Citation Fleming DH (2019) Third-culture Huàllywood: or, 'Chimerica' the cinematic return. Transnational Screens p. 17. https://doi.org/10.1080/25785273.2019.1658932
Abstract Recognising that ‘Chinese cinema(s)’ have spearheaded calls for a ‘critical transnationalism’ I here take the recent neologism Huallywood on its word—but not its tone—to posit an alternative ‘third culture’ “Hàullywood” (from huà (化) drawing in associations with change and transformation) model that helps us understand the making and marketing of mega-budget and mega-revenue transborder films produced in-between what we might call global Hollywood and transnational Huallywood. Seeing Huallywood as a multi-faceted assemblage, I also harnesses the mythical figure of the chimera as a conceptual guide, which in turn becomes articulated to discussion of a cinematic ‘return’ of the economic behemoth that the historian Niall Ferguson’s and economist Moritz Schularick christened Chimerica. Films such as The Great Wall, and Rogue One: A Star Wars Story serve as illustrative examples of what a Chimerican or Hàullywood cinema looks like today: this being neither Hollywood or Huallywood, but rather composed of bits and pieces of each. By building its critical arguments through a consideration of news texts and cinematic paratexts, this essay also highlights the importance of studying extra-cinematic media commonly threatened by problems of ‘paratextual ephemerality’; which all the same play an important role in producing cinematic discourses.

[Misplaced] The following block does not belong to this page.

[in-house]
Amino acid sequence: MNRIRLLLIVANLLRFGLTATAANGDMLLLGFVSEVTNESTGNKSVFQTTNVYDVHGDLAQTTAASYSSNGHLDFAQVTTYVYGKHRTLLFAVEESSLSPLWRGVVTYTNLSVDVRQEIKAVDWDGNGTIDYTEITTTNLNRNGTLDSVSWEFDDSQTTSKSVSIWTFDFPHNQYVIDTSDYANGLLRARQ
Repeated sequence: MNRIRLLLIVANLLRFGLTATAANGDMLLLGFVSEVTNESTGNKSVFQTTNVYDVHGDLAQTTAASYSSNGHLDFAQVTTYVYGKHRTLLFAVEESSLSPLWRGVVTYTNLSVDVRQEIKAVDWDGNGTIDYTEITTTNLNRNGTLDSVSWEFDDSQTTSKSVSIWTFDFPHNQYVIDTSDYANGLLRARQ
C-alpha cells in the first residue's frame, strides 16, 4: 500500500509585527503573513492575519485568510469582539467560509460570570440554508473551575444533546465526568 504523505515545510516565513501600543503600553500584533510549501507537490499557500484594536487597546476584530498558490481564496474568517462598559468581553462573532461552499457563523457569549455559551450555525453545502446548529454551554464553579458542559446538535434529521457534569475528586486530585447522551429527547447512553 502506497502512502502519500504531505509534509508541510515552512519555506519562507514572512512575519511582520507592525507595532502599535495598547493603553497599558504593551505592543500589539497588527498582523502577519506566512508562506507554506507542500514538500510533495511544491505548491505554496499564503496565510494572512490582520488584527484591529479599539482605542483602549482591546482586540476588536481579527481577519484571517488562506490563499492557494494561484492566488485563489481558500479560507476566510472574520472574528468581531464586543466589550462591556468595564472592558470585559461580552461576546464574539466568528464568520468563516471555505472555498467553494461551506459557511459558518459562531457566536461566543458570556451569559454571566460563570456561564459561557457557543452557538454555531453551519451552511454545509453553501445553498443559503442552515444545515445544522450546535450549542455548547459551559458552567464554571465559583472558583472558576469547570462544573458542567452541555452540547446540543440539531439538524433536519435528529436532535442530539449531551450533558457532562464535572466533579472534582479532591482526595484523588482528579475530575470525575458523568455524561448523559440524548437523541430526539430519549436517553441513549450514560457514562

Keywords Huallywood; critical transnationalism; third culture; ephemeral media; The Great Wall; Star Wars